My summer 2011 flea market find is a little, cement, painted 100-year-old garden gnome. This legendary floral mascot became a popular relic in Europe during the 1800s and is believed to bring good luck to its owners. After doing a bit of research it appears the very first garden gnomes were made of clay and produced by potter Phillip Griebel in Germany in the early 1800s. A bit later they were brought over to England and they can still be found outside of many English cottages, manors and farmhouses, keeping watch over the gardens and livestock. Over the years they became mass-produced, and today there are even tacky plastic versions of these originals, yet there is something unique and quirky to me about the antique clay version I found in East Hampton this past weekend. [expand]
The gnome resembles a tiny old man living in the depths of the earth guarding buried treasures. Legend says he is a symbol of integrity, honesty and hard work and should provide assistance to all living things. That seems like a tall task for a craggy-faced guy with a red hat, but I’m also hoping he can serve double duty and keep the bunnies out of my garden.
Was I in the market for a gnome, you ask? Well, no, not exactly, and this is why shopping flea markets, antique shows and yard sales can be a bit risky. At the same time, picking up an occasional item at these unexpected places helps to bring personality into my home. Although I believe in mapping out a well-thought-out decorating plan, I also think it is valuable to add a bit of whimsy and the occasional impulse buy to help incorporate a unique mix into a home. You may remember last week when I wrote about the East Hampton Mulford Farm antique show that rolled into town and took over the beautiful rolling lawn behind the duck pond. There were several events happening throughout the Hamptons over the weekend, but this show is one of my summer favorites. It attracts an eclectic group of talented antique dealers from far-off places. As I meandered through the historic property, I noticed how well each dealer had stylized their section, creating interesting vignettes and pleasing spaces for us to view the collectibles. Antique collecting and dealing is truly a labor of love when you take into consideration the hard work and determination that goes into the job.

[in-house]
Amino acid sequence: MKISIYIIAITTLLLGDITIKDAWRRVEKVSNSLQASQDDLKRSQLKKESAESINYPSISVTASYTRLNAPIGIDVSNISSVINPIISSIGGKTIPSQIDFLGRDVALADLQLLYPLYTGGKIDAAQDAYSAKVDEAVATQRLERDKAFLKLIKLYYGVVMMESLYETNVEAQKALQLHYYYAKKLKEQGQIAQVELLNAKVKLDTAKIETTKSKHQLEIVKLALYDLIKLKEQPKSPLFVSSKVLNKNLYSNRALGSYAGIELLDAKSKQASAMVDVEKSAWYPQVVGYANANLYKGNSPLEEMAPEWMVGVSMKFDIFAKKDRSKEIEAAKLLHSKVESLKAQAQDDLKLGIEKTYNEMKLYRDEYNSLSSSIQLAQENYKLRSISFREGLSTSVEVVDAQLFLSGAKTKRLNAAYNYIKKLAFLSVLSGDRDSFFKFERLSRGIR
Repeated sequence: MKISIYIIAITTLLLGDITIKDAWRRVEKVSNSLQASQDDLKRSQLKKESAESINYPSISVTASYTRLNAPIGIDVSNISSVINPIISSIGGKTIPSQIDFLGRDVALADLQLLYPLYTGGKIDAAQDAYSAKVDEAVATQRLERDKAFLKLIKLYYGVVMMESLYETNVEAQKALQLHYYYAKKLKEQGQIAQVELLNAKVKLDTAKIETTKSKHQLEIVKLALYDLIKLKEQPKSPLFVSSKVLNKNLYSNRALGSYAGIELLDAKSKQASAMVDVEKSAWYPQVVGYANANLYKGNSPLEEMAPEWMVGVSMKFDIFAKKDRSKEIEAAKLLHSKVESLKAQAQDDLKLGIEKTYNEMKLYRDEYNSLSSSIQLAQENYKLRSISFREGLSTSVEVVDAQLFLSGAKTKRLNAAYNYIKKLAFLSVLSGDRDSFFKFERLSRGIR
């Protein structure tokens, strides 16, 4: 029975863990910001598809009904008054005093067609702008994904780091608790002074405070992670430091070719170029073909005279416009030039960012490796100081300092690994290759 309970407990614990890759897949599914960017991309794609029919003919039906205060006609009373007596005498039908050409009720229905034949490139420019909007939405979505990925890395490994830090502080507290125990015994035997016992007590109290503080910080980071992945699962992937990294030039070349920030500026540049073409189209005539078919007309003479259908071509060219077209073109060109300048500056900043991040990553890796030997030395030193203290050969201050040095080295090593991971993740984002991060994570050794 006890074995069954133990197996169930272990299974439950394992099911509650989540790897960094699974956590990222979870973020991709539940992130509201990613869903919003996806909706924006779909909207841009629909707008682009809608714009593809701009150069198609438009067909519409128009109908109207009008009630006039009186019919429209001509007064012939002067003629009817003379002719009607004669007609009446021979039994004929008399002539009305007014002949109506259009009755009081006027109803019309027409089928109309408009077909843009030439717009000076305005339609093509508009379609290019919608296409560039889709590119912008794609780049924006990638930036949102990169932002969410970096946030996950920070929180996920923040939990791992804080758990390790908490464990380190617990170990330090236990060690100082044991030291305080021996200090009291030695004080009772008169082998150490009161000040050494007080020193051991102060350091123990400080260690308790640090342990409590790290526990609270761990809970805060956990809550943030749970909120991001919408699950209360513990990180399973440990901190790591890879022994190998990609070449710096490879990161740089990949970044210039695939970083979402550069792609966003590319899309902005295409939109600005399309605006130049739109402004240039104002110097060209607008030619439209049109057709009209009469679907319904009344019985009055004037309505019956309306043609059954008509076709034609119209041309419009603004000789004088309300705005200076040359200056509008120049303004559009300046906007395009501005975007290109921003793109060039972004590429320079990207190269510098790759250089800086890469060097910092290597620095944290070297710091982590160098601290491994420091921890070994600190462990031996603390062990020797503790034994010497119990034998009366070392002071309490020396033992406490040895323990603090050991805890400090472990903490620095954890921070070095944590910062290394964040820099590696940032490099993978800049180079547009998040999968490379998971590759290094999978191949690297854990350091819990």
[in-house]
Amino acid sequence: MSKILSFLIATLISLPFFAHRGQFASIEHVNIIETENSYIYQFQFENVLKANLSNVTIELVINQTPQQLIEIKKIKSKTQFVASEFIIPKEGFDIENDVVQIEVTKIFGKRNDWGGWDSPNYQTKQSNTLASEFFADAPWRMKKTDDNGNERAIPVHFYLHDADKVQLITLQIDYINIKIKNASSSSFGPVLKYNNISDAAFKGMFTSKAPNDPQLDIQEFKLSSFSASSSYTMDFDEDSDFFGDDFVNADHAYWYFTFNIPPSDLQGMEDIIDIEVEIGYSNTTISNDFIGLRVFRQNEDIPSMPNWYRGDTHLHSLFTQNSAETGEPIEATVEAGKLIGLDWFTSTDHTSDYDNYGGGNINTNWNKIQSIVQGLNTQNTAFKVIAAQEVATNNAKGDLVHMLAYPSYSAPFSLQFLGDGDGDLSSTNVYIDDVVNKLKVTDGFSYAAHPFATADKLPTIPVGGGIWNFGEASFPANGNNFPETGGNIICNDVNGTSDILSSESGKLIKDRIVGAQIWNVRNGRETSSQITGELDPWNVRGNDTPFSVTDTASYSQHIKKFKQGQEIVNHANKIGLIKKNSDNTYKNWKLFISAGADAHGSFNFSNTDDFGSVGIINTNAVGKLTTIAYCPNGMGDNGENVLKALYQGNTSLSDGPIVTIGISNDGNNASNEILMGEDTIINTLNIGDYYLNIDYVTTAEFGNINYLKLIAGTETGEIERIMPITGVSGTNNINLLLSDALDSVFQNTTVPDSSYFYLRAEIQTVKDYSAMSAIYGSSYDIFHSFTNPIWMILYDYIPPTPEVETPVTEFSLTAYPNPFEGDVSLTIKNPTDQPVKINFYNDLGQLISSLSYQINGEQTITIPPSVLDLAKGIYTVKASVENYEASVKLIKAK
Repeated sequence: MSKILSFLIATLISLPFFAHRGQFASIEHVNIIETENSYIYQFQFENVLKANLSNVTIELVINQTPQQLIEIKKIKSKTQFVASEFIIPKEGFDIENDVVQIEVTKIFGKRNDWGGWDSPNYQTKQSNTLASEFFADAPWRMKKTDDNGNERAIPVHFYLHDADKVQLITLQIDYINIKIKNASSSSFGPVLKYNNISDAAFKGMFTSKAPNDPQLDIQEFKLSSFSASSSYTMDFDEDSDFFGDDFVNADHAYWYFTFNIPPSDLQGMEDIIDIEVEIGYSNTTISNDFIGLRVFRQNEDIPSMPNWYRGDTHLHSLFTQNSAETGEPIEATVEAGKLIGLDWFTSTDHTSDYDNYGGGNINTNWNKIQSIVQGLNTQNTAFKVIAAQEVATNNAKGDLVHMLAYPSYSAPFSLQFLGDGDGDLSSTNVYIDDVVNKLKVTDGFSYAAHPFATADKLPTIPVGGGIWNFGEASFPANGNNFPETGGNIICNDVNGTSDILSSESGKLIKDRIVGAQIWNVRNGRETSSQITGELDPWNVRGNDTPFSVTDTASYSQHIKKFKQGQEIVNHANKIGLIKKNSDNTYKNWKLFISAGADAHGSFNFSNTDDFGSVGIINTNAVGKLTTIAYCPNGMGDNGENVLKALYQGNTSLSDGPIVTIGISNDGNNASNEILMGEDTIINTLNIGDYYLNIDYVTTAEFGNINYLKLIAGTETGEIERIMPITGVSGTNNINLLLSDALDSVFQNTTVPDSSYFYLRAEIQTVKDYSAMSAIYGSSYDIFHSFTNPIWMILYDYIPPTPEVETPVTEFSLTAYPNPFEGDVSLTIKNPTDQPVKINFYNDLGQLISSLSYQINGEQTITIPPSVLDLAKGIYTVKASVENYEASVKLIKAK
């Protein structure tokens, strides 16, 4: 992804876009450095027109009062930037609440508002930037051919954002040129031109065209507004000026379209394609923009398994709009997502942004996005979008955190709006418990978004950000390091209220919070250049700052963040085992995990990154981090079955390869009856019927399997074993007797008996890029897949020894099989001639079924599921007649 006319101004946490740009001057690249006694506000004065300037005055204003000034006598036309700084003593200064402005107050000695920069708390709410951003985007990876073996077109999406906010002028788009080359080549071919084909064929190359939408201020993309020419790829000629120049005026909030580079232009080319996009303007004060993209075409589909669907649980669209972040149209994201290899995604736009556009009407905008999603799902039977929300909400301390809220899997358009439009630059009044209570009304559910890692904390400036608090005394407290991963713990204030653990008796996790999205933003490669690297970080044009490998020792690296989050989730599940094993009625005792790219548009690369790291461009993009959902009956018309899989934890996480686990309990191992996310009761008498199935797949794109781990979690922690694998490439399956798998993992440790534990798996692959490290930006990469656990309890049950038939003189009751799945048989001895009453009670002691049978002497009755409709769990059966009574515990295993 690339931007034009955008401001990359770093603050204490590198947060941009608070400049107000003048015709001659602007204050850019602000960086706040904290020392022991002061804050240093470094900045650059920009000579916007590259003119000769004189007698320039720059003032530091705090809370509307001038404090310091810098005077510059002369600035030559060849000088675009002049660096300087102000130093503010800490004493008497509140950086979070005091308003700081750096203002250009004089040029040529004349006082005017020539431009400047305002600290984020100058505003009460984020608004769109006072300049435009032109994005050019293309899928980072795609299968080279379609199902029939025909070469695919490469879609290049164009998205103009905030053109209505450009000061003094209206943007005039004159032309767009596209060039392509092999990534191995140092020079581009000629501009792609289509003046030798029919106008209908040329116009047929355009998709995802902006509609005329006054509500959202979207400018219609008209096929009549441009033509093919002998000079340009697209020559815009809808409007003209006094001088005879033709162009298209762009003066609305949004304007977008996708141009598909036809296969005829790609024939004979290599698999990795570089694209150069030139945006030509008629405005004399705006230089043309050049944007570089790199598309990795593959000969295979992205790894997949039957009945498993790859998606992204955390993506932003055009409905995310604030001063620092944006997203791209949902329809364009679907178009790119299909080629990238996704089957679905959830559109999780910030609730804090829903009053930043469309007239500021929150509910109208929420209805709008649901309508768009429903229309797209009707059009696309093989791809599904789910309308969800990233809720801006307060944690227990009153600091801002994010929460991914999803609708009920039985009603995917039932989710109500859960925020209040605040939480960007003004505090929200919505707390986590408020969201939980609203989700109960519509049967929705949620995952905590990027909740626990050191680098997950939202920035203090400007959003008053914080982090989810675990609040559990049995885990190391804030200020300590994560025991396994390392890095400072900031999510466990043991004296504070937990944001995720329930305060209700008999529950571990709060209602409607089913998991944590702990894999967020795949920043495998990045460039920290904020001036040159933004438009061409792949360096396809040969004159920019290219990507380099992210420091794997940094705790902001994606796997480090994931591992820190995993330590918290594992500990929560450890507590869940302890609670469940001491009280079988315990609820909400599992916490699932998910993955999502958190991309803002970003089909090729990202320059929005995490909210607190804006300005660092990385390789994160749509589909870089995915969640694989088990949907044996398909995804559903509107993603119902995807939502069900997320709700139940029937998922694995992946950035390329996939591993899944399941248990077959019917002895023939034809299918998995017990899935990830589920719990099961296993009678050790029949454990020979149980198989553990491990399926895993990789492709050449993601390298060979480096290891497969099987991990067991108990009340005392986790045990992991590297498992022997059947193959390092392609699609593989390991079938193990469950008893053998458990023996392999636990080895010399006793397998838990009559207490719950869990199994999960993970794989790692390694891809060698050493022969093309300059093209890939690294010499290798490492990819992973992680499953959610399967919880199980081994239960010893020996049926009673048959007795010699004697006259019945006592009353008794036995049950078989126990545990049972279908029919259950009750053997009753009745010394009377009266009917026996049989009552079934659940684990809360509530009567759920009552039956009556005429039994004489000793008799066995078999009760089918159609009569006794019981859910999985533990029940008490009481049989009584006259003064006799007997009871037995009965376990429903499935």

I picked up the gnome from a friendly husband and wife couple that owns the shop The Red Horse in Bridgewater, Vermont. Their goods were well chosen, all with unusual, clean lines and good taste. I was immediately drawn to the lovely cascading antique vases filled with garden flowers. The benches, vintage horse sign and other antique garden statues all caught my eye, as did, of course, the little impish gnome holding court at the entrance. While chatting with owners Sue and Jacques Lilly, I learned that the couple have been in the antiques business for 20 years together and travel extensively to England and France in the winter in search of their antiques. They picked up my little garden guy in a village just outside of Dorset, England. I happily plunked him in my garden in the hopes that his good luck and many years traveling the world will help him keep guard over my home and family, plus he is quite the conversation piece. Hope to see you at one of the many antique shows and flea markets this summer. [expand/]